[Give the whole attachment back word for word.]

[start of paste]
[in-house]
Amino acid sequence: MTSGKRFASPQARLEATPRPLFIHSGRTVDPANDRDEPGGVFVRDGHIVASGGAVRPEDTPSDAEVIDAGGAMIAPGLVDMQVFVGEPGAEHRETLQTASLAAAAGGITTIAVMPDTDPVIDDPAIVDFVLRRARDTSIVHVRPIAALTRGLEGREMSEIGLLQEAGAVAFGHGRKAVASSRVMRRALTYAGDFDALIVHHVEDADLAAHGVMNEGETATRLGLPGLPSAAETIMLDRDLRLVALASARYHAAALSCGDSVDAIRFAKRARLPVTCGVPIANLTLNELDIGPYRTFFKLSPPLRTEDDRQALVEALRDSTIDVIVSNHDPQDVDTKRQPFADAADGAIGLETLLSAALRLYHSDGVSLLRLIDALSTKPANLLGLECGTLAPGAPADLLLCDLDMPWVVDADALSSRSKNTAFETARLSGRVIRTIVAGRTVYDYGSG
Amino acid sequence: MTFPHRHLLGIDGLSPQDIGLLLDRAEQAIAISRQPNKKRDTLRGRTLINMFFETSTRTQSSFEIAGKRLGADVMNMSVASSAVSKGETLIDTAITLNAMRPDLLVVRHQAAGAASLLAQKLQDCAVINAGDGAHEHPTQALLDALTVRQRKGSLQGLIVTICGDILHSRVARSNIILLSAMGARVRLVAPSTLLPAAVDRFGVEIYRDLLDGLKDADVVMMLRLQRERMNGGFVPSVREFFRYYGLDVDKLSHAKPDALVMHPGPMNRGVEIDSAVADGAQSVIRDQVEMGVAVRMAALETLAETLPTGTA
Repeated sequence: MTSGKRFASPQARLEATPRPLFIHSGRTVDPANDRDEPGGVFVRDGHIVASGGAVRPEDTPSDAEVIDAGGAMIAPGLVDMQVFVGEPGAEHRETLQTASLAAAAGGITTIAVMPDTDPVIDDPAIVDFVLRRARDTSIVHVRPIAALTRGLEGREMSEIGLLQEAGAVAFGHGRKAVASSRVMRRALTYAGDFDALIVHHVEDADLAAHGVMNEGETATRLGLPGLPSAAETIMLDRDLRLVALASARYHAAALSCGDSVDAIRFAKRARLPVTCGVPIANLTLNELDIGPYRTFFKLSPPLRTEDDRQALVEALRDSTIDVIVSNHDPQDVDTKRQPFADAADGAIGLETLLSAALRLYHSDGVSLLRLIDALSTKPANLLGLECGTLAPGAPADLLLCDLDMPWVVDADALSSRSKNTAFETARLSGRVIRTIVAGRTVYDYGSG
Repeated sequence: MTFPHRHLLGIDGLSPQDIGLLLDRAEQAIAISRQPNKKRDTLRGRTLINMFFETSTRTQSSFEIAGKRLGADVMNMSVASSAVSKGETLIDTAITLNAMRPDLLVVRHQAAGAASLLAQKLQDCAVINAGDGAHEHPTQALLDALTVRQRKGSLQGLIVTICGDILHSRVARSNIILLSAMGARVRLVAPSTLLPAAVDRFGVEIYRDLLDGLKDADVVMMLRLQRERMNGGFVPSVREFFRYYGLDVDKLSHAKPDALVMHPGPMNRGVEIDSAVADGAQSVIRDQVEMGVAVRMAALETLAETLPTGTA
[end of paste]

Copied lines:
[in-house]
Amino acid sequence: MTSGKRFASPQARLEATPRPLFIHSGRTVDPANDRDEPGGVFVRDGHIVASGGAVRPEDTPSDAEVIDAGGAMIAPGLVDMQVFVGEPGAEHRETLQTASLAAAAGGITTIAVMPDTDPVIDDPAIVDFVLRRARDTSIVHVRPIAALTRGLEGREMSEIGLLQEAGAVAFGHGRKAVASSRVMRRALTYAGDFDALIVHHVEDADLAAHGVMNEGETATRLGLPGLPSAAETIMLDRDLRLVALASARYHAAALSCGDSVDAIRFAKRARLPVTCGVPIANLTLNELDIGPYRTFFKLSPPLRTEDDRQALVEALRDSTIDVIVSNHDPQDVDTKRQPFADAADGAIGLETLLSAALRLYHSDGVSLLRLIDALSTKPANLLGLECGTLAPGAPADLLLCDLDMPWVVDADALSSRSKNTAFETARLSGRVIRTIVAGRTVYDYGSG
Amino acid sequence: MTFPHRHLLGIDGLSPQDIGLLLDRAEQAIAISRQPNKKRDTLRGRTLINMFFETSTRTQSSFEIAGKRLGADVMNMSVASSAVSKGETLIDTAITLNAMRPDLLVVRHQAAGAASLLAQKLQDCAVINAGDGAHEHPTQALLDALTVRQRKGSLQGLIVTICGDILHSRVARSNIILLSAMGARVRLVAPSTLLPAAVDRFGVEIYRDLLDGLKDADVVMMLRLQRERMNGGFVPSVREFFRYYGLDVDKLSHAKPDALVMHPGPMNRGVEIDSAVADGAQSVIRDQVEMGVAVRMAALETLAETLPTGTA
Repeated sequence: MTSGKRFASPQARLEATPRPLFIHSGRTVDPANDRDEPGGVFVRDGHIVASGGAVRPEDTPSDAEVIDAGGAMIAPGLVDMQVFVGEPGAEHRETLQTASLAAAAGGITTIAVMPDTDPVIDDPAIVDFVLRRARDTSIVHVRPIAALTRGLEGREMSEIGLLQEAGAVAFGHGRKAVASSRVMRRALTYAGDFDALIVHHVEDADLAAHGVMNEGETATRLGLPGLPSAAETIMLDRDLRLVALASARYHAAALSCGDSVDAIRFAKRARLPVTCGVPIANLTLNELDIGPYRTFFKLSPPLRTEDDRQALVEALRDSTIDVIVSNHDPQDVDTKRQPFADAADGAIGLETLLSAALRLYHSDGVSLLRLIDALSTKPANLLGLECGTLAPGAPADLLLCDLDMPWVVDADALSSRSKNTAFETARLSGRVIRTIVAGRTVYDYGSG
Repeated sequence: MTFPHRHLLGIDGLSPQDIGLLLDRAEQAIAISRQPNKKRDTLRGRTLINMFFETSTRTQSSFEIAGKRLGADVMNMSVASSAVSKGETLIDTAITLNAMRPDLLVVRHQAAGAASLLAQKLQDCAVINAGDGAHEHPTQALLDALTVRQRKGSLQGLIVTICGDILHSRVARSNIILLSAMGARVRLVAPSTLLPAAVDRFGVEIYRDLLDGLKDADVVMMLRLQRERMNGGFVPSVREFFRYYGLDVDKLSHAKPDALVMHPGPMNRGVEIDSAVADGAQSVIRDQVEMGVAVRMAALETLAETLPTGTA